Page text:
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Supreme Court temporarily reinstates ban on “ghost guns”

Cement building with Bureau of Alcohol, Tobacco, Firearms and Explosives sign

The Supreme Court on Tuesday allowed the Biden administration to temporarily reinstate a rule by the Bureau of Alcohol, Tobacco, Firearms, and Explosives regulating “ghost guns” while a challenge to the rule continues in a federal appeals court. In June, a federal judge in Fort Worth, Texas, had barred the ATF from enforcing the rule anywhere in the United States. Urging the justices to intervene, U.S. Solicitor General Elizabeth Prelogar had told the justices that the order by U.S. District Judge Reed O’Connor was “irreparably harming the public and the government by reopening the floodgates to the tide of untraceable ghost guns flowing into our Nation’s communities.”

The vote was 5-4, with Justices Clarence Thomas, Samuel Alito, Neil Gorsuch, and Brett Kavanaugh indicating that they would have denied the government’s request and allowed the ban on enforcement of the rule to continue. The ATF issued the rule at the center of the dispute in 2022 to make clear that federal laws governing the sale of firearms – requiring, for example, background checks for purchases and imposing recordkeeping obligations – apply to “ghost guns,” firearms without serial numbers that virtually anyone can assemble with parts that they purchase, often in a kit.

Manufacturers and sellers of ghost gun kits and parts went to court to challenge the rule, arguing that its application to ghost guns was inconsistent with federal firearms laws. On June 30, O’Connor vacated the rule nationwide. The 5th Circuit agreed to fast-track the government’s appeal but rejected the government’s plea to put O’Connor’s ruling on hold, although it did limit his ruling to the parts of the rule that the manufacturers and sellers had specifically challenged. Oral argument in the 5th Circuit is scheduled for Sept. 7.

The Biden administration came to the Supreme Court on July 27, asking the justices to intervene. Prelogar told the justices that while O’Connor’s order remains in effect and ghost guns can be sold without being subject to federal firearms laws, “the damage is done”; law-enforcement officials will not be able to trace those ghost guns in the future. By contrast, she reasoned, allowing ATF to enforce the rule while the appeal continues will not harm the manufacturers of ghost gun kits and parts, who will simply have to comply “with the same straightforward and inexpensive administrative requirements that apply to commercial sales of all other firearms.”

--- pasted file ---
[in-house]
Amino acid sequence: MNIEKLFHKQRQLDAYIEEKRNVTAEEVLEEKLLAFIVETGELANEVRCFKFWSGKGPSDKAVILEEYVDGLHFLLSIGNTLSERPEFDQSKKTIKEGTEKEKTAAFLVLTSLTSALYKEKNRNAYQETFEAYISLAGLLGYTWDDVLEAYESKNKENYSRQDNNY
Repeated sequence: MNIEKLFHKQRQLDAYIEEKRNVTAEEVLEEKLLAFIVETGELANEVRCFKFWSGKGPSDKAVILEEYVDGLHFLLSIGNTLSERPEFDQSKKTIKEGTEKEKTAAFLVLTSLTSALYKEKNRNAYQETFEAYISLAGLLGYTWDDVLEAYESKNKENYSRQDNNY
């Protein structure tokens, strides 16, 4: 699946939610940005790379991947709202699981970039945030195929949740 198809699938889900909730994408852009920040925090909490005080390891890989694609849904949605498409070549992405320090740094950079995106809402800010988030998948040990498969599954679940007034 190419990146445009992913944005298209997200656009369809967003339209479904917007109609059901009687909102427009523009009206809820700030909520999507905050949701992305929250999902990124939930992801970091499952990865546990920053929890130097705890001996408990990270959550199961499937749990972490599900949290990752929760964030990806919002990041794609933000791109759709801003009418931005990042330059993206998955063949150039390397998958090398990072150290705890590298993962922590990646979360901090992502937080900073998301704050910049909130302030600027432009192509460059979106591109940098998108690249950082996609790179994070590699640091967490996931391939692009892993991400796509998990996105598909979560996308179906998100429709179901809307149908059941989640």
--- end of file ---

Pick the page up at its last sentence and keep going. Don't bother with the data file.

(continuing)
At the very least, Prelogar continued, O’Connor should not have issued a universal injunction barring enforcement of the regulation anywhere in the United States. Universal injunctions, she emphasized, create a range of problems. Because just one judge can invalidate an agency’s actions, she observed, it encourages plaintiffs to seek out judges who might give them a favorable ruling. “And it operates asymmetrically,” she added: Only one set of challengers needs to prevail to block the agency action nationwide, while the government needs to defeat all of the challengers. The ability to issue a universal injunction also effectively gives a single district judge “veto power” over any other pending challenges – of which, in the case of the ghost-guns rule, there are several.

The District of Columbia, joined by 20 states with Democratic attorneys general – filed a brief supporting the Biden administration’s request to freeze O’Connor’s order. They described the 2022 rule as a “vital backstop to states’ efforts to stem the flow of ghost guns and combat the violence engendered by prohibited persons possessing untraceable weapons.”

Calling the phrase “ghost gun” a “propaganda term that appears nowhere in federal law,” the challengers urged the justices to leave O’Connor’s order in place. The Biden administration had not shown, they wrote, “that firearms made by individuals for their own personal use are fueling an increase in crime,” much less that the justices needed to intervene on an emergency basis. But in any event, the challengers continued, ATF went too far when it issued the rule, which “regulate[s] items that are not firearms and which Congress never envisioned it regulating.”

The challengers defended O’Connor’s decision to vacate the rule nationwide. They dismissed the Biden administration’s arguments against universal injunctions as “policy concerns” that cannot supplant Congress’s decision to allow courts to vacate actions by agencies that exceed their authority. “Congress created a cause of action for private litigants under” the federal law governing administrative agencies, they emphasized, “Congress made the judgment that on balance vacatur should be allowed, and Congress remains free to revisit that judgment at any time.” At the very least, the challengers insisted, the justices should let the appellate process play out, particularly when the court of appeals has scheduled oral argument for early September.

In Tuesday’s order, the justices granted the government’s request to put O’Connor’s decision on hold until its appeal in the 5th Circuit and, if necessary, to the Supreme Court, is resolved.

Four members of the court’s conservative bloc – Thomas, Alito, Gorsuch, and Kavanaugh – indicated that they would have rejected the government’s request and allowed O’Connor’s order to remain in place. They did not explain the reasons for their votes.

This article was originally published at Howe on the Court. 

Recommended Citation: Amy Howe, Supreme Court temporarily reinstates ban on “ghost guns”, SCOTUSblog (Aug. 8, 2023, 1:27 PM),